Councilmember Rice to Introduce Bill that Would Require Restaurants and Food Service Facilities to Provide at Least One Healthy Meal Option for Children

by Patrick Herron

For Immediate Release: Monday, January 10, 2022

Rockville, Md., Jan. 10, 2022—During tomorrow’s Council meeting, Councilmember Craig Rice will introduce Bill 1-22, Eating and Drinking Establishments – Healthy Meals for Children, which would require all food service facilities in Montgomery County that offer a children’s meal to also offer at least one healthy children’s meal and beverage option. The bill is co-sponsored by Council President Gabe Albornoz and Councilmembers Will Jawando and Nancy Navarro.

Under Bill 1-22, the healthy children’s meal must include two nutritious options and would also require a healthy default beverage as part of the meal. The bill would not prohibit customers from selecting other options on the menu.

“Childhood obesity remains a longstanding problem in our nation and the rate continues to climb impacting our children’s health and quality of life. Especially in a time when our busy lifestyles have more families eating out, it is imperative that as a County we require that healthy options are available in our children’s meals,” said Councilmember Rice, who serves as chair of the Council’s Education Committee and as a member of the Health and Human Services Committee. “I applaud many of our restaurants who are already responding to the demands of their customers by offering healthier selections. This bill lays out a minimum threshold to ensure our children have nutritionally sound meal options available to them, promoting more healthful eating habits early on and throughout their lives.”

As childhood obesity continues to rise nationwide at alarming rates, including in Montgomery County, children are also at greater risk of developing type 2 diabetes, heart diseases and other chronic illnesses. One of the major contributing factors to childhood obesity is the overconsumption of sugary drinks and high fat, processed, unhealthy foods. The trend has become of even greater concern during the pandemic given that children with pre-existing health conditions, including obesity, were found to be at greater risk of falling severely ill after contracting COVID-19. This legislation would provide a healthier food and drink option for children, making it easier for parents with children that have these health concerns to eat out at any food service facility in the County.

Any food service facility in an industry, institution, hospital, club, school, church, catering kitchen, or camp would be subject to this legislation. A food service facility includes any restaurant, coffee shop, retail market, cafeteria, short-order cafe, luncheonette, tavern, sandwich stand, or soda fountain.

Failing to meet the requirement would be a class A violation, which includes a $500 fine for a first-time violation and a $750 fine for repeated violations. If enacted, the Department of Health and Human Services would enforce this legislation.

Under Bill 1-22, a healthy children’s meal would consist of two or more of the following:

  • half a cup or more of unfried fruit or unfried vegetables, excluding juice, condiments or spreads.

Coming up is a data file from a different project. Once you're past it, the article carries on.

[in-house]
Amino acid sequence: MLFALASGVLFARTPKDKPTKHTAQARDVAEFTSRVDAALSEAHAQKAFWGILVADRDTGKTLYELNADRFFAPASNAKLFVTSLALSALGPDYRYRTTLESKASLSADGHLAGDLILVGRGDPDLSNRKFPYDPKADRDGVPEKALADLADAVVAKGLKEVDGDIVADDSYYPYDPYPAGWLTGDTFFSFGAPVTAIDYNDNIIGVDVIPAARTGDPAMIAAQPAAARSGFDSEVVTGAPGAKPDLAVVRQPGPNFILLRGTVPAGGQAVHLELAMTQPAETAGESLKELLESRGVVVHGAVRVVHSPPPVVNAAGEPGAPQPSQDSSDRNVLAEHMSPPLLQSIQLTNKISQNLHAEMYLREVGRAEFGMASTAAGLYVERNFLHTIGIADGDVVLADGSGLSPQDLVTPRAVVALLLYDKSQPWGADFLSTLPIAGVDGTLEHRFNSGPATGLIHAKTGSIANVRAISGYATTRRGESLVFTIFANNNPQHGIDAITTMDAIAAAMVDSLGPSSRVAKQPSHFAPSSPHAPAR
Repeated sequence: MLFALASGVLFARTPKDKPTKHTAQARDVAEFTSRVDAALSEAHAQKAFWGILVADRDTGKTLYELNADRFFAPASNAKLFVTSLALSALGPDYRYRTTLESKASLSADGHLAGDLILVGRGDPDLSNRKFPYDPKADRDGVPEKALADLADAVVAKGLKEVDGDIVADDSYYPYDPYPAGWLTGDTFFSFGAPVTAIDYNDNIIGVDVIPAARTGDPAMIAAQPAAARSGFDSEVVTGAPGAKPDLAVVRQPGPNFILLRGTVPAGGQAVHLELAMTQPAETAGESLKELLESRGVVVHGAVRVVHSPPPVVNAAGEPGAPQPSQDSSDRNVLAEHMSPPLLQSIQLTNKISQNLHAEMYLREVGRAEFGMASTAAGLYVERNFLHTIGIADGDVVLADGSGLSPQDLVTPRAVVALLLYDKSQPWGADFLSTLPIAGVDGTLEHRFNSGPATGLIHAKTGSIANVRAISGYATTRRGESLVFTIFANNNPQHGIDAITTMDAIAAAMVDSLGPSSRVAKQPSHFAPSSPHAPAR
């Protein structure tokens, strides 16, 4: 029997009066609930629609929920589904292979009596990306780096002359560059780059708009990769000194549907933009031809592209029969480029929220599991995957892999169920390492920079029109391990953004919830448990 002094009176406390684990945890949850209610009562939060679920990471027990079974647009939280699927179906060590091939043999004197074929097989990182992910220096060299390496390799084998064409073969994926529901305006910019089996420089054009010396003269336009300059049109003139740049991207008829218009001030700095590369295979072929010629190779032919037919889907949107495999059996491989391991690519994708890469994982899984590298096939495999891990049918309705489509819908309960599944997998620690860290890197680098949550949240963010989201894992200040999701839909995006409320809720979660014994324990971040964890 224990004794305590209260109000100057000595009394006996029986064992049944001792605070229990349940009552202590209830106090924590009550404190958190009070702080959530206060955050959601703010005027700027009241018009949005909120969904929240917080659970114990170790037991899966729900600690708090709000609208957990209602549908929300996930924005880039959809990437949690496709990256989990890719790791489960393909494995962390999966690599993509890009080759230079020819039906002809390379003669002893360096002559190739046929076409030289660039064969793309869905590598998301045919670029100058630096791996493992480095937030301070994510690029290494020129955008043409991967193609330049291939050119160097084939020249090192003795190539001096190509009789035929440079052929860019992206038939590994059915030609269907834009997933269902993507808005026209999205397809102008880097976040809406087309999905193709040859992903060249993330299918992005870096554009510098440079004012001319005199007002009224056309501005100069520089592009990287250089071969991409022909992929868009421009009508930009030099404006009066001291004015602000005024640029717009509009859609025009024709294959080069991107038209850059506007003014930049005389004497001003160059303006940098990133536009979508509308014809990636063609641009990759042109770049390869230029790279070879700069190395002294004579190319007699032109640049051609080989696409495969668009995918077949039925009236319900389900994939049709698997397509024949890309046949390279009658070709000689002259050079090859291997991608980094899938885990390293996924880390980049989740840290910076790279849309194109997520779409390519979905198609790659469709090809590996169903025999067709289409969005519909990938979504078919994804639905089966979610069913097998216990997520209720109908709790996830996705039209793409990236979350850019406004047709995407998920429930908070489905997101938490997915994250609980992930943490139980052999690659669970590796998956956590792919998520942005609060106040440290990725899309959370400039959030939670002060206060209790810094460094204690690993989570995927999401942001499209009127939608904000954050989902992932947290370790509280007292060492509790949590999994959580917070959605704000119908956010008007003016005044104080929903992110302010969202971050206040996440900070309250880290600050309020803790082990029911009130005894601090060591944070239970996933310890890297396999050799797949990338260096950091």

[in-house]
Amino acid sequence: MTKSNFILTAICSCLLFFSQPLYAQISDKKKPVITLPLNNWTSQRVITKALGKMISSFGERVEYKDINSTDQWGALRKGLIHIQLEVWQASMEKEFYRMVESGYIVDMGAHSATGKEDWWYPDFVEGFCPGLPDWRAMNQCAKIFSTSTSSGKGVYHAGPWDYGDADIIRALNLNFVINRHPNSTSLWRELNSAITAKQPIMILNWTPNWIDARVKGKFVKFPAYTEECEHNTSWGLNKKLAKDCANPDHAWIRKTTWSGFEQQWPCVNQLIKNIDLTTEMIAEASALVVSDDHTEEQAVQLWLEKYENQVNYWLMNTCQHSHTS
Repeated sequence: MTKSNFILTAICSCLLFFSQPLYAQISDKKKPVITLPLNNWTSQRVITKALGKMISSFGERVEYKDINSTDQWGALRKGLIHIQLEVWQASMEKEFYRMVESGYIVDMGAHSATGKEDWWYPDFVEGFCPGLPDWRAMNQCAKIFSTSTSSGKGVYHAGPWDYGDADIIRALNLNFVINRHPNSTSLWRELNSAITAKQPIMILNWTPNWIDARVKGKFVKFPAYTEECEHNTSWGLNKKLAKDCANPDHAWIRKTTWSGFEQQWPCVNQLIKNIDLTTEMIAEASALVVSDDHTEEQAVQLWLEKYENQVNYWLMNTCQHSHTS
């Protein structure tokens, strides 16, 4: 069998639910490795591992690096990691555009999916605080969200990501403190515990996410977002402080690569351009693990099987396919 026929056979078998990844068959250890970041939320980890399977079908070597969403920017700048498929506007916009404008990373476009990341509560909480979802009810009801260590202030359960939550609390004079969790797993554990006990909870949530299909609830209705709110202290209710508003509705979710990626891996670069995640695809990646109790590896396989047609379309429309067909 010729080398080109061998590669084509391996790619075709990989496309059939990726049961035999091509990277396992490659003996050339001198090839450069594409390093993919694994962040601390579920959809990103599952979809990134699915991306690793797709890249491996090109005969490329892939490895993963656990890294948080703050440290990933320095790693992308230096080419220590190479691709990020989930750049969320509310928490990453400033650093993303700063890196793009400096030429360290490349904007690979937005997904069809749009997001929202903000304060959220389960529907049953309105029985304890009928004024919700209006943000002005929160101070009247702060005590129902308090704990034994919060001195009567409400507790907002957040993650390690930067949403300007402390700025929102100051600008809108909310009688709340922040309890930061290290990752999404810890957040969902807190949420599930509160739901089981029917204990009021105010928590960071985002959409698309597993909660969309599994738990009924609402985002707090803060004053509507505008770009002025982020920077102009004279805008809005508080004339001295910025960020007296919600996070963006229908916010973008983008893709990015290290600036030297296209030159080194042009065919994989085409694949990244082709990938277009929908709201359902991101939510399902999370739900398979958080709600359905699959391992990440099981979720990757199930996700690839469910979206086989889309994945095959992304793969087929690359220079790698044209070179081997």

• a whole grain product that:
  • contains, by weight, fifty-one percent or more of whole grain ingredients; or
  • lists whole grain as the first ingredient in its ingredient list required by the U.S. Food and Drug Administration.
  • a lean protein consisting of:
  • one ounce or more of meat, seafood, nuts, seeds, beans, or peas;
  • one egg;
  • half a cup of nonfat or one percent milk or low-fat yogurt, or one ounce of reduced fat cheese; or
  • a plant-based, nondairy alternative that:
    • contains the same amount of protein as, or more protein than, an item under this paragraph; and
    • is fortified with calcium and vitamin D.

The bill would also require that any food service facility that offers a children’s meal with a beverage must also offer as the default beverage one or more of the following options:

  • water, with no added natural or artificial sweeteners, flavors or carbonation;
  • eight ounces or less of unflavored nonfat or one percent milk or a non-dairy equivalent with no added natural or artificial sweeteners; or
  • six ounces or less of one hundred percent fruit or vegetable juice, or a combination of one hundred percent fruit and vegetable juice, with no added natural or artificial sweeteners.

Bill 1-22 builds upon a similar law adopted by Prince George’s County in May of 2021, and was developed following close consultation with and recommendations from the American Heart Association to help combat and prevent childhood obesity.

Also in 2021, National Restaurant Association launched Kids Livewell as part of an industry-level effort to promote healthy eating for children by incorporating similar standards as those set in this bill.

A public hearing for Bill 1-22 is tentatively scheduled for Feb. 1 at 1:30 p.m. For more information, the Council staff report can be viewed here.

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1 comment

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Bill Samuel January 11, 2022 - 10:44 am

The problem of children not eating healthy meals is a real one, and the Council members are right to be concerned about it. However, I wonder if this is an overreach in governmental regulation of such a wide variety of outlets in such detail. I would prefer an approach which provides incentives rather than such hardcore regulation.

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